Posted on June 3, 2013 by Eva Vadasz
I shared these words in the beit midrash on the last day of the 2012-13 Pardes year
I dressed up in white. Because whenever I am preparing to do something big, I always wear white. This is a principle of mine since I have known Zsolt Erőss. Zsolt – a Hungarian mountain climber. Zsolt, who told me that when they prepare for the final climb, for the final 200 meters in the Himalayas, the so called peak attack, they wash with melted snow and dress up in white.
I had the chance to work at the book publishing company where Zsolt’s books were published. I edited, I marketed and I got to know a great mountain climber. This was more than 10 years ago. Since then I follow his hikes and I am proud of him and proud of that I know him. Zsolt started climbing when mountain climbing was not fashionable, he really was climbing for the sake of climbing and the spiritual experience. With a huge commitment and an eternal love of life. Two years ago he had an accident in the High Tatras and his leg was injured that much that it had to be amputated. He got a special mountain climbing prosthesis. Recently I knew it but only passively that he was climbing again. I saw the posts on Facebook and did not have time to read them. But I thought about him several times last week, because I was also preparing for a so-called peak attack.
On Sunday I was looking for a Mikvah. — Cover your head and no-one will ask whether you are married or not. — But that is cheating. — I said and called some more Mikvahs and I admitted to some of them that I was going to read from the Torah but all of them put down the phone on me. Then I chose the most reform half-solution and went to the Jerusalem pool to swim.
I know that one does not have to go to the Mikvah before Torah reading but I also know that women usually do not read from the Torah. But since I am a student of such a liberal school, I thought I give it a try and since it is such a big thing, I tried to prepare for it the best as I could. And I repeated the portion at least 8 million times and finally a miracle happened and I somehow learnt it. I felt like I was going to go for my Bat Mitzvah — which was by the way at the Kotel back then when Women of the Wall was just formed.
So I dressed up in white, hopped on my bike and rode to Pardes in my long skirt. At the davening I noticed that I already can follow the order of the prayers, so maybe I can leave my English translation Artscroll and buy the pink covered one in the Mea Shearim what I long for a little bit. And then the time of the reading came. The Yad somehow was handed into my hand and I started reading. Rav Landes, Hillel and Hannah around me and…
… some miracle happened there. I was singing: “Take the Levites from among the children of Israel as to purify them. Sprinkle on them purifying water” and so on and so on. I could hear my “very beautiful”, shaking voice in Hebrew. I did not make any mistakes even in the chet-s and the he-s.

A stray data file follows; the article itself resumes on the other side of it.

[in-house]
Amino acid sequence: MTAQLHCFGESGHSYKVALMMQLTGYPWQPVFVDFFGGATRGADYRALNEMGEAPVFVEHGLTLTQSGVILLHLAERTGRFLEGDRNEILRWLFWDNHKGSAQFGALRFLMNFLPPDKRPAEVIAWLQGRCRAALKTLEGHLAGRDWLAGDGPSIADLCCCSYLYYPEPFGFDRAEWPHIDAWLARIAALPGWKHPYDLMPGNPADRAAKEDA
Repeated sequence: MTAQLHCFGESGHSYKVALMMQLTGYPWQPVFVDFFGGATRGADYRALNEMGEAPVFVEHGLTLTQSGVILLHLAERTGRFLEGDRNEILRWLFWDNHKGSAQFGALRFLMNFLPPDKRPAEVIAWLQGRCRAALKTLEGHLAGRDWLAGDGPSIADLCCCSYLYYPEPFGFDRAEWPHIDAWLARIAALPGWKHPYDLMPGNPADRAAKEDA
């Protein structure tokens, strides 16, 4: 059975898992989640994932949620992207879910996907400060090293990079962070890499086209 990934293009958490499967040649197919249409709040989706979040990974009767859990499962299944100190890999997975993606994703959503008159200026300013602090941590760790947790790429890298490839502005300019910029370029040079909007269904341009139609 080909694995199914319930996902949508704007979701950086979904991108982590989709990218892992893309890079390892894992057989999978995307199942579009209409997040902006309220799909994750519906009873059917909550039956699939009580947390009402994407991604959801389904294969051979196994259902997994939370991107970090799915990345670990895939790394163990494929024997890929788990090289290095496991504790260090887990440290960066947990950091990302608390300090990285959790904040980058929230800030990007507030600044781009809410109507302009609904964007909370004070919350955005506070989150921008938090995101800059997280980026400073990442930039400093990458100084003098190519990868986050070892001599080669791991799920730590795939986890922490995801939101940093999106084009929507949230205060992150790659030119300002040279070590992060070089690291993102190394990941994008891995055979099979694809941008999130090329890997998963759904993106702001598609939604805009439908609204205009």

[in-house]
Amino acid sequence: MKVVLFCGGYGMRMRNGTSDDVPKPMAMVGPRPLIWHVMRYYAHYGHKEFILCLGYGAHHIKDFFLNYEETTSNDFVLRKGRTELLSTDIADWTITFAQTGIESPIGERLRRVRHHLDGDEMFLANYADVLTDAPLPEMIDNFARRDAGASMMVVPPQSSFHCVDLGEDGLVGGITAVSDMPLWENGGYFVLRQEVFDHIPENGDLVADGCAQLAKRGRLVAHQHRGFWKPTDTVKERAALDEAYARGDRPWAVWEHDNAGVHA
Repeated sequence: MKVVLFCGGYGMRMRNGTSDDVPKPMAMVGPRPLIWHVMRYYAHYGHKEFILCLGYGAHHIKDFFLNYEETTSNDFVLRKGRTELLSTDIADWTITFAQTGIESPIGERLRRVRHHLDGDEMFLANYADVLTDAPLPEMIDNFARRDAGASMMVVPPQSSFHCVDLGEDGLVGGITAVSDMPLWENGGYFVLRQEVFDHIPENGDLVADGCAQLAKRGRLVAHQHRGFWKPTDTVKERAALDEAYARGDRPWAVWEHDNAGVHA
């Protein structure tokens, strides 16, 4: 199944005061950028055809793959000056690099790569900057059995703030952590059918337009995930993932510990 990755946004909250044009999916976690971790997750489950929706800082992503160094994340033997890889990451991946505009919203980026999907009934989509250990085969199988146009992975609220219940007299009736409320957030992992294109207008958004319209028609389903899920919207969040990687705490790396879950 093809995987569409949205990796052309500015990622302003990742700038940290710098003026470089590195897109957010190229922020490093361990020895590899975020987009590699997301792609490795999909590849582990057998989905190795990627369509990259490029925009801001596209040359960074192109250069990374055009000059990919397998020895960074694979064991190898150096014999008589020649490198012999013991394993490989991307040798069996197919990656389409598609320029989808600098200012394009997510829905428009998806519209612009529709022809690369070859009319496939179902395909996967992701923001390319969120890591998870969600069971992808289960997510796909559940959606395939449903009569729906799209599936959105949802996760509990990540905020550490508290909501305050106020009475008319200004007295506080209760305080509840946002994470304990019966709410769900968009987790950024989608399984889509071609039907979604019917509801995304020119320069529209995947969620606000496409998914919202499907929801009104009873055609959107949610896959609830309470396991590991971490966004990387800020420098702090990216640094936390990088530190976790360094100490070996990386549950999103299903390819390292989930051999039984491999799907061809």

The time was slow and I did not rush into it. Time and me, were together simultaneously.
When I went back to my place, I heard quiet psssh-s. At the breakfast I received many Yesher koach-s. Than I ran to my ulpan and as I entered, something was probably beaming from me, because all four classmates of mine and the teacher asked me what happened and I told them and they also said psssh and their eyes sparkled. My already not that conservative heart filled with love from somewhere beyond material reality. And this feeling stayed with me for a few days.
Reading from the Torah is like heroin can be. As Irvine Welsh would say: “Take the best orgasm you ever had, multiply it by a thousand and you’re still nowhere near it.”
The same day in the afternoon I opened the news and read that Zsolt was climbing to the peak that day. … And he got lost. He had not talked into his radio since the peak attack. And his friends knew he did not have enough water. I imagined him in his white clothing walking down and finding water. In the big white. The color of mourning in my religion. Zsolt always was prepared for death. He lived as death was a part of life. This time he went a little above the peak. His funeral was a hike in the Transylvanian mountains.
We live with death. It is part of our lives. The end of each section of our lives is a death. We die a little when we leave now. We finished something. Or started something. But we definitely do not want to stay at this stage but want more. More learning, more reading from the Torah, more peak attacks.
I wish you all such a committed life what a mountain climber or a Torah reader can live.